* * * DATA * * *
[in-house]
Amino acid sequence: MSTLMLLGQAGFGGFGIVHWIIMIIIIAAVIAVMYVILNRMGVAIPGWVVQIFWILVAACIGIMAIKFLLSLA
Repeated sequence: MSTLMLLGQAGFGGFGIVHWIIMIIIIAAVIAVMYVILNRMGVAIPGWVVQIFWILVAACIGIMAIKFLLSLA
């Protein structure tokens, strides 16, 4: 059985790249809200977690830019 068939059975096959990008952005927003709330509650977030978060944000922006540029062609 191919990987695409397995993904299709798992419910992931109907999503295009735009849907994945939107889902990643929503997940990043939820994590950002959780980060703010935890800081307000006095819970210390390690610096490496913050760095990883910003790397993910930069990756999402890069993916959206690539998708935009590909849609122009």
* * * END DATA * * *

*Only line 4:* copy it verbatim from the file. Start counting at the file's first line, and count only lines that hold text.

């Protein structure tokens, strides 16, 4: 059985790249809200977690830019 068939059975096959990008952005927003709330509650977030978060944000922006540029062609 191919990987695409397995993904299709798992419910992931109907999503295009735009849907994945939107889902990643929503997940990043939820994590950002959780980060703010935890800081307000006095819970210390390690610096490496913050760095990883910003790397993910930069990756999402890069993916959206690539998708935009590909849609122009």